Virginia’s General Assembly passed legislation during the 2018 session that has the potential to further expand the OSW industry in Virginia. The legislation deems 5,000 MW of utility-scale solar and wind resources to be in the public interest, including the 12 MW demonstration project. Northam signed the legislation, and it becomes law on July 1, 2018.
Proposals in response to the RFP must be submitted by June 22, 2018.
For more information, visit https://www.dmme.virginia.gov/de/2018_OSW_Supply_Chain_RFP.shtml
Other states move on offshore wind
New York Gov. Andrew Cuomo on Jan. 29 released a comprehensive New York State offshore wind master plan that sets forth the state’s strategy for meeting its goal of having 2,400 MW of offshore wind energy generation by 2030.
On January 31 of this year, New Jersey Gov. Phil Murphy signed an executive order directing the New Jersey Board of Public Utilities to fully implement a piece of legislation signed into law by then-Gov. Chris Christie in 2010 and begin the process of moving the state toward a goal of 3,500 MW of offshore wind energy generation by 2030.
On May 23, Murphy signed into law legislation that, among other things, codifies the governor’s goal of having 3,500 MW of offshore wind by 2030. It also reinstates an expired tax credit program for offshore wind manufacturing activities.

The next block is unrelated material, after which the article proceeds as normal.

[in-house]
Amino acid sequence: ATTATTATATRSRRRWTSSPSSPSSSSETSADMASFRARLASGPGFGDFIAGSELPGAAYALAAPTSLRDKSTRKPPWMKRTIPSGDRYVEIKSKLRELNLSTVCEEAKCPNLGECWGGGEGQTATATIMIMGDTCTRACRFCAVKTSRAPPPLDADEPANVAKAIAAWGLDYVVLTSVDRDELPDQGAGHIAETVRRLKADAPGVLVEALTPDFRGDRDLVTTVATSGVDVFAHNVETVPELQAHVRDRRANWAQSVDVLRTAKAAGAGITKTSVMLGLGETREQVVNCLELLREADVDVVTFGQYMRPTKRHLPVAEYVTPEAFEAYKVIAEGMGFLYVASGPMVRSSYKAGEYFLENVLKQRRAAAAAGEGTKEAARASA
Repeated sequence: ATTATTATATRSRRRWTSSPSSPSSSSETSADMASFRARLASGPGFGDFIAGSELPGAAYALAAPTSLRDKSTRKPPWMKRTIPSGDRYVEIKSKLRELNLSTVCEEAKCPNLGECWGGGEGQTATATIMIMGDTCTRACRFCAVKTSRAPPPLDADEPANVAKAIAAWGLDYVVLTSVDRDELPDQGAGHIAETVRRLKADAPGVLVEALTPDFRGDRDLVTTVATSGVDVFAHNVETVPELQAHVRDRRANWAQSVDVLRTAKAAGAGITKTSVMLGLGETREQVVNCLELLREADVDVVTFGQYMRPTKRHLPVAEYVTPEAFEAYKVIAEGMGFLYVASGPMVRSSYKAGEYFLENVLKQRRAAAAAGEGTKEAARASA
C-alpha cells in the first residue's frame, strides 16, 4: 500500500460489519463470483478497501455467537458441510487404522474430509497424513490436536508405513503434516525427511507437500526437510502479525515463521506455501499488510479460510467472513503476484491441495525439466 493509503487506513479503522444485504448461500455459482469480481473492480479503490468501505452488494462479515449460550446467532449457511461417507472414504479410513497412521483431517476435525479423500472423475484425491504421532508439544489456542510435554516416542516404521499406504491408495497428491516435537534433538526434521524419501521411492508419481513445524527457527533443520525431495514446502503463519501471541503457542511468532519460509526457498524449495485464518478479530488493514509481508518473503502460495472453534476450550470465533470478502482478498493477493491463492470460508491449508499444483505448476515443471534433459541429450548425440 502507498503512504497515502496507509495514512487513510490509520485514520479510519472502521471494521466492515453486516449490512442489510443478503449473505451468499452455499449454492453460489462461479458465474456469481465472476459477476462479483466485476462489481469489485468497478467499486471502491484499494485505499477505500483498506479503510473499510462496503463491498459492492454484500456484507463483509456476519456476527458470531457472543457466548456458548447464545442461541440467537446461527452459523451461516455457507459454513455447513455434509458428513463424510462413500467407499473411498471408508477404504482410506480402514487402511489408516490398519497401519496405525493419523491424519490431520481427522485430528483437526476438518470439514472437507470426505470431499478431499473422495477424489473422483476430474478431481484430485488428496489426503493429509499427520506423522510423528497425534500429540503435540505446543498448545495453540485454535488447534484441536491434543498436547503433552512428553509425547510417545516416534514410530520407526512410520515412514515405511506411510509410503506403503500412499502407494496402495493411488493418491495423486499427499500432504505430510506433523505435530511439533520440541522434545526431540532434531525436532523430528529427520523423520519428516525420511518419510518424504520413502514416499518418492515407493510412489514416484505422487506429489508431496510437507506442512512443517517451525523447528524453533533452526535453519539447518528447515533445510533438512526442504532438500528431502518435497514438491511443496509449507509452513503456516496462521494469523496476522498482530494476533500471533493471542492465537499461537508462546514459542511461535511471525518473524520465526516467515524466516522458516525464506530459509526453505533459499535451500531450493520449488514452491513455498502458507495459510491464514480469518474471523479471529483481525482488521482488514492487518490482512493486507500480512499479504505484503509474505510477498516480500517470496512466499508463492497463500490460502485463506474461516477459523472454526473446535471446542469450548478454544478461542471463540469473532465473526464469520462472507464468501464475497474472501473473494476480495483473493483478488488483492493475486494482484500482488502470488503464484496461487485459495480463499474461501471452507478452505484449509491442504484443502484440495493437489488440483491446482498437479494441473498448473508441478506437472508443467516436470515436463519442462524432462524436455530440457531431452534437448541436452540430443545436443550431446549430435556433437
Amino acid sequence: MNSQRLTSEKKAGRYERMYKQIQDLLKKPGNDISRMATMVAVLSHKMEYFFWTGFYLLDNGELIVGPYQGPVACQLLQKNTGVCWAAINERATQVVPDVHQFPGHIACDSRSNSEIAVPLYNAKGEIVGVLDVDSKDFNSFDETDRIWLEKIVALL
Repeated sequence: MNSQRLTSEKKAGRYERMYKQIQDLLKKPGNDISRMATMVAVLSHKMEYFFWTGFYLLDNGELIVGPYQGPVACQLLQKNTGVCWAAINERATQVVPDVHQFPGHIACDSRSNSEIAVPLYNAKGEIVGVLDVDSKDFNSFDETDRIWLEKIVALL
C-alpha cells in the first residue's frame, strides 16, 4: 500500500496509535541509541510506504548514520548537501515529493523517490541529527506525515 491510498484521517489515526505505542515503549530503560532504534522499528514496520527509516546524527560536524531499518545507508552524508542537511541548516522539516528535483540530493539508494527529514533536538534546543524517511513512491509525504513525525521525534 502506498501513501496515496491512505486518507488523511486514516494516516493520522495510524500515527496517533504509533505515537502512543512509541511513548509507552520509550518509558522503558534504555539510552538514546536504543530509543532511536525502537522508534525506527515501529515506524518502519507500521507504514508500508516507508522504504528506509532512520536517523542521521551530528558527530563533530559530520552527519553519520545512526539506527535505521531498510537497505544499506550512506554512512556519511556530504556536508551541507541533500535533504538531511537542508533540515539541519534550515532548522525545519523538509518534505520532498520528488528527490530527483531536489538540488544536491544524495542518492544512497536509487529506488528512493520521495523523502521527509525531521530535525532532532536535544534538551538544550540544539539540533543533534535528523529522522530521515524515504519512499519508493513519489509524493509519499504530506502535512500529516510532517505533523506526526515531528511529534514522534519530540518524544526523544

In April 2018, the BOEM announced plans to launch a high-level assessment of potential wind farm sites in the Atlantic. BOEM has completed 13 offshore wind leases off the coasts of Massachusetts, Rhode Island, New York, New Jersey, Maryland, Virginia and North Carolina.
Meanwhile, on May 23, it was disclosed that investor-owned utilities in Massachusetts have selected Vineyard Wind to move forward to contract negotiations for the procurement of 800 MW of offshore wind energy and Rhode Island has selected Deepwater Wind, a Rhode Island-based clean energy developer, to construct a new, 400-MW offshore wind farm.